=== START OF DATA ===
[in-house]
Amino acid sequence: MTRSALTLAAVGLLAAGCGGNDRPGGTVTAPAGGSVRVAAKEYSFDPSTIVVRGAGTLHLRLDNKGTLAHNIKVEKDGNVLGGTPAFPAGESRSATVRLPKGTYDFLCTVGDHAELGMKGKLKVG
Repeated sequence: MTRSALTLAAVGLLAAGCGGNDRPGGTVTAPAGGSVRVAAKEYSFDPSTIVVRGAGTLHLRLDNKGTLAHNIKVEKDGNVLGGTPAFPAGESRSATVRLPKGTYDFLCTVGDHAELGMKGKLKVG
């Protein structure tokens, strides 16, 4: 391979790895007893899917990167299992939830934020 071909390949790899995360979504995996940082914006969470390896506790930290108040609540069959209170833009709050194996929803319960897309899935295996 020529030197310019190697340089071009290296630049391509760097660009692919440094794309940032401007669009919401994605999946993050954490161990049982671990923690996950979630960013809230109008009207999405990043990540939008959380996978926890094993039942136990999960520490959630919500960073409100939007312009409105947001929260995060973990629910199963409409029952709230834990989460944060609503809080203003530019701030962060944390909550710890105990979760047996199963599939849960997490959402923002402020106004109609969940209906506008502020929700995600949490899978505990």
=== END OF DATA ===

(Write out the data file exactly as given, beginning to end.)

[in-house]
Amino acid sequence: MTRSALTLAAVGLLAAGCGGNDRPGGTVTAPAGGSVRVAAKEYSFDPSTIVVRGAGTLHLRLDNKGTLAHNIKVEKDGNVLGGTPAFPAGESRSATVRLPKGTYDFLCTVGDHAELGMKGKLKVG
Repeated sequence: MTRSALTLAAVGLLAAGCGGNDRPGGTVTAPAGGSVRVAAKEYSFDPSTIVVRGAGTLHLRLDNKGTLAHNIKVEKDGNVLGGTPAFPAGESRSATVRLPKGTYDFLCTVGDHAELGMKGKLKVG
């Protein structure tokens, strides 16, 4: 391979790895007893899917990167299992939830934020 071909390949790899995360979504995996940082914006969470390896506790930290108040609540069959209170833009709050194996929803319960897309899935295996 020529030197310019190697340089071009290296630049391509760097660009692919440094794309940032401007669009919401994605999946993050954490161990049982671990923690996950979630960013809230109008009207999405990043990540939008959380996978926890094993039942136990999960520490959630919500960073409100939007312009409105947001929260995060973990629910199963409409029952709230834990989460944060609503809080203003530019701030962060944390909550710890105990979760047996199963599939849960997490959402923002402020106004109609969940209906506008502020929700995600949490899978505990």